Turning Spoons into Bugs

I may have discovered a new obsession: bug art created from table utensils. No kidding. Check out this awesome Spoon Bug from the Wild Arts Festival last weekend:

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Copper-tinted spoon bug by Faron Evans, artist

But it didn’t stop there — no sooner had I snatched up this cool metal insect when I wandered into the booth of Ian Beyer Metals. Minutes later, I left with two pieces of garden art: a dragonfly made with knives and a spoon, and a flower made from more utensils. Art that’s both beautiful and quirky — my favorite kind.

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I wasn’t attending the Wild Arts Festival just to shop, of course. The event is a fundraiser for the Audubon Society of Portland, and they invited me to be a featured author at their Book Fair on Saturday, November 23rd. What fun! Not only did we sell out of copies of Tip of a Bone, I got to meet tons of readers and other authors, including my table-mates, James Davis (of The Northwest Nature Guide fame) and Harry Nehls, author of Birds of the Willamette Valley and Birds of the Inland Northwest).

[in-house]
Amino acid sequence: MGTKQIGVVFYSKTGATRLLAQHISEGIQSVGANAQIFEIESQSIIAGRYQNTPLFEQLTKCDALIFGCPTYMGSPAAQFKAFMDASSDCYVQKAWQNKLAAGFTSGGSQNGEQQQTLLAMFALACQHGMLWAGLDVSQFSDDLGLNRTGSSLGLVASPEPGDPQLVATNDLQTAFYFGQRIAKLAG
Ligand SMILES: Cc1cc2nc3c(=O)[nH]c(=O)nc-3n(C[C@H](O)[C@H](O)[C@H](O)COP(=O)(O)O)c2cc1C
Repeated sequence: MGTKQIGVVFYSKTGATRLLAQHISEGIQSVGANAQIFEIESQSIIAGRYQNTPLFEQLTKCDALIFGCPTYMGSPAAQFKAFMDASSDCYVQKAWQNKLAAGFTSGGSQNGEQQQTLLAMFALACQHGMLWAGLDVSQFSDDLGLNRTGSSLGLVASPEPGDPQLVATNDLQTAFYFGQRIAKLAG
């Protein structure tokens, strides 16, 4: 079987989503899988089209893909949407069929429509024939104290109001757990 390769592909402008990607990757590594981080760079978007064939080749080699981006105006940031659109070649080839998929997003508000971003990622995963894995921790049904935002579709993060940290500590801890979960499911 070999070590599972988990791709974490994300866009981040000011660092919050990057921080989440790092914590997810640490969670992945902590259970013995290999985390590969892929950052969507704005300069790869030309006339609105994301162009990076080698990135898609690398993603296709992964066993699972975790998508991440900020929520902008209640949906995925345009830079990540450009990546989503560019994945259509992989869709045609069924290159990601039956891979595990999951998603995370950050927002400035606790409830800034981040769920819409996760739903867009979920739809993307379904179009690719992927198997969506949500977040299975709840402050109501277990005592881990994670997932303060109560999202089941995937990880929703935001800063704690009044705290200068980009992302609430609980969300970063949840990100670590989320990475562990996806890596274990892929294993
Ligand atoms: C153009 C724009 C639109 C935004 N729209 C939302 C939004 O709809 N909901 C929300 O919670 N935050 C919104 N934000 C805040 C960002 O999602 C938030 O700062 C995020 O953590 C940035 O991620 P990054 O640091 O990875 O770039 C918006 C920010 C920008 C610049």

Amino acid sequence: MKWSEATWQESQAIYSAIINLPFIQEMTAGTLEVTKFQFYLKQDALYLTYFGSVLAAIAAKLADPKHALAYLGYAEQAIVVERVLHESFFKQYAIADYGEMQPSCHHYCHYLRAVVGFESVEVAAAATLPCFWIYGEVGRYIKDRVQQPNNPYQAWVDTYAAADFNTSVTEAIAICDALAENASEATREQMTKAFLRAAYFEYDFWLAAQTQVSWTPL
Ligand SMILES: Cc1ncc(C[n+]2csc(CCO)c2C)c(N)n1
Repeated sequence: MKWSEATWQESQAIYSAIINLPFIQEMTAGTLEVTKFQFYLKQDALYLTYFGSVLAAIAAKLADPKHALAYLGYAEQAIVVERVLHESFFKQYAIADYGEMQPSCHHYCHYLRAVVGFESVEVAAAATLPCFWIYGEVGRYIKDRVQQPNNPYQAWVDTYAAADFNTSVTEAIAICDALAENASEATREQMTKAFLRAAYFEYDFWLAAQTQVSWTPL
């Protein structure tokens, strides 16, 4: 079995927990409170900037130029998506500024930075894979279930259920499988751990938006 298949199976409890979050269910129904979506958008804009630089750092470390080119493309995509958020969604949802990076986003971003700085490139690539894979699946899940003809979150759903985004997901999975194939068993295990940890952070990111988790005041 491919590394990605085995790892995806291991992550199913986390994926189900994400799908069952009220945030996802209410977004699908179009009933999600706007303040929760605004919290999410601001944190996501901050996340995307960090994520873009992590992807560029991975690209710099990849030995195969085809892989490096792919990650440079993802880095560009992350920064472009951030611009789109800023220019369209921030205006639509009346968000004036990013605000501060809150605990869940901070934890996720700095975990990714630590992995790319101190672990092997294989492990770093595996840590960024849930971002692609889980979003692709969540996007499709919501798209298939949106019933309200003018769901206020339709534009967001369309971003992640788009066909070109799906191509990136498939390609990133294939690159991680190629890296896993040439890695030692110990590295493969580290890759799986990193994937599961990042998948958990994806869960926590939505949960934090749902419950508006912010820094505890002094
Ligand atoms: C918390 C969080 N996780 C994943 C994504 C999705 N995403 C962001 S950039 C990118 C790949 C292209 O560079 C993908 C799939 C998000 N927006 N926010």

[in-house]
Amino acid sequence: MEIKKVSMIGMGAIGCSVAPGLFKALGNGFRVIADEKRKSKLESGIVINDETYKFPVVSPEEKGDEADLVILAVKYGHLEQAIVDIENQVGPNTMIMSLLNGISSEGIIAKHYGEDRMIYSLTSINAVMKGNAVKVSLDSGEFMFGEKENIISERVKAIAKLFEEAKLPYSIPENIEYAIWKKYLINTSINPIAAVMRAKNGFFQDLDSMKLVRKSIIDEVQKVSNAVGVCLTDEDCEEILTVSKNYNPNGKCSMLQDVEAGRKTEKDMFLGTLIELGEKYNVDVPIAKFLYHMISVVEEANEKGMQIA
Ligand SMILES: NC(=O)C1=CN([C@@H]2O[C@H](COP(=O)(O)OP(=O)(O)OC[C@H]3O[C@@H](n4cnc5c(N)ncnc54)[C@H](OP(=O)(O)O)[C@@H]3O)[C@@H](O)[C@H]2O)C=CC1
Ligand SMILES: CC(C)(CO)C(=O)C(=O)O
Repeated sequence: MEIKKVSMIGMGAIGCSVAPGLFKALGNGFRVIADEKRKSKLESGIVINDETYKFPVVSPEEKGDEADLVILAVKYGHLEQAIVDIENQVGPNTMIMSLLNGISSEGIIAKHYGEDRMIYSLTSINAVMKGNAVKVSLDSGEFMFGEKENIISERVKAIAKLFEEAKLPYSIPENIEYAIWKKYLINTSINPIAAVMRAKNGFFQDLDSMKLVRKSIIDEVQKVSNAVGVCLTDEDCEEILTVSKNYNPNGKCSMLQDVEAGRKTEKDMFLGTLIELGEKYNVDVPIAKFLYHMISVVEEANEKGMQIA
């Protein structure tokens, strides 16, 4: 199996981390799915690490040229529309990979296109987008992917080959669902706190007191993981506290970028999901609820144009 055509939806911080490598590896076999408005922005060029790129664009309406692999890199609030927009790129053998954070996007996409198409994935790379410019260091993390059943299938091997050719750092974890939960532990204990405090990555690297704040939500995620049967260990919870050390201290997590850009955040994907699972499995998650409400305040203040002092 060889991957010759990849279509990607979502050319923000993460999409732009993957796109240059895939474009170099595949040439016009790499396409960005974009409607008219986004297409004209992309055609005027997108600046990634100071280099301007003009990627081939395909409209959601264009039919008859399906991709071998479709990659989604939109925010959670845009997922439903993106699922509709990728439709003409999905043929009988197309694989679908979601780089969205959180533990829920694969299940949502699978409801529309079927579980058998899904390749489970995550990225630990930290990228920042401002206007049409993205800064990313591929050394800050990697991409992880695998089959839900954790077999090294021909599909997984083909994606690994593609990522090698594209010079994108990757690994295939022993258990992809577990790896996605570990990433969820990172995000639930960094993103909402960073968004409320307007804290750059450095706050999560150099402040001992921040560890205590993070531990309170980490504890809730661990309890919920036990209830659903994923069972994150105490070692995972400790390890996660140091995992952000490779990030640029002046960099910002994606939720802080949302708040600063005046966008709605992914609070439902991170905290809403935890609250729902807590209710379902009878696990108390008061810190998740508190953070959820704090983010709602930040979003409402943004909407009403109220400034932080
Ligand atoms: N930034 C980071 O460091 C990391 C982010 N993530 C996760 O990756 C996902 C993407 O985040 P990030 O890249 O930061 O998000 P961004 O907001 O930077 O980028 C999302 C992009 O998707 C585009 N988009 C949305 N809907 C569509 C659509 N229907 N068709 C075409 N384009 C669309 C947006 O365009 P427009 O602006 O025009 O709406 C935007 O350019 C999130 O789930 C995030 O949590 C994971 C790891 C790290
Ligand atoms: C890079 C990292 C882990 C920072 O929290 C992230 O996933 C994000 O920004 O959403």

fb wild arts festival book fairOnce the Book Fair closed, I had the chance to explore the festival and see the artistic creations of more than 70 artists. Consider me wowed.

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I couldn’t resist this wind chime made from obsidian (stone) and plant parts. It’s hard to capture its magic in a 2-D photo, because the sound of those spikes clinking is really quite lyrical. I honor the creative genius of Richard and Deborah from Obsidian Windchimes.  (And I thank them, too . . . While I was upstairs buying this chime, Richard was downstairs buying a copy of my book!)

To the Audubon Society of Portland, thank you for the opportunity to attend this amazing event–and for your great volunteers at the Book Fair. As far as author appearances go, this has to be one of my favorites!